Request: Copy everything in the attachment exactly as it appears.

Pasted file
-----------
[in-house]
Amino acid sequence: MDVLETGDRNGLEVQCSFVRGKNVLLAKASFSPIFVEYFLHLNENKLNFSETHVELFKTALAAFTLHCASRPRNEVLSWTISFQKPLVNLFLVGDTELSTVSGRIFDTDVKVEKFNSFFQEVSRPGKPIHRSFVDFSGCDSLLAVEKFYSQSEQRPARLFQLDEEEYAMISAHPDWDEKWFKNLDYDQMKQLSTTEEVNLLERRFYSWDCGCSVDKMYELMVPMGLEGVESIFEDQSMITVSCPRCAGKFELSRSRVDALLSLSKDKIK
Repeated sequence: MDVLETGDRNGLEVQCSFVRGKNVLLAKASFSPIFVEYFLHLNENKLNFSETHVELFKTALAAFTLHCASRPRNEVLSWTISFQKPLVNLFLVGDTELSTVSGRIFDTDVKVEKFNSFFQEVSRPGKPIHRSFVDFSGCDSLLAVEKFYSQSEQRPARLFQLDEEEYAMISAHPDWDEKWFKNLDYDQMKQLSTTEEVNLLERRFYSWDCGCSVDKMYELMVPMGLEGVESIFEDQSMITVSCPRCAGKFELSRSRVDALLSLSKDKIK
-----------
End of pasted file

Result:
[in-house]
Amino acid sequence: MDVLETGDRNGLEVQCSFVRGKNVLLAKASFSPIFVEYFLHLNENKLNFSETHVELFKTALAAFTLHCASRPRNEVLSWTISFQKPLVNLFLVGDTELSTVSGRIFDTDVKVEKFNSFFQEVSRPGKPIHRSFVDFSGCDSLLAVEKFYSQSEQRPARLFQLDEEEYAMISAHPDWDEKWFKNLDYDQMKQLSTTEEVNLLERRFYSWDCGCSVDKMYELMVPMGLEGVESIFEDQSMITVSCPRCAGKFELSRSRVDALLSLSKDKIK
Repeated sequence: MDVLETGDRNGLEVQCSFVRGKNVLLAKASFSPIFVEYFLHLNENKLNFSETHVELFKTALAAFTLHCASRPRNEVLSWTISFQKPLVNLFLVGDTELSTVSGRIFDTDVKVEKFNSFFQEVSRPGKPIHRSFVDFSGCDSLLAVEKFYSQSEQRPARLFQLDEEEYAMISAHPDWDEKWFKNLDYDQMKQLSTTEEVNLLERRFYSWDCGCSVDKMYELMVPMGLEGVESIFEDQSMITVSCPRCAGKFELSRSRVDALLSLSKDKIK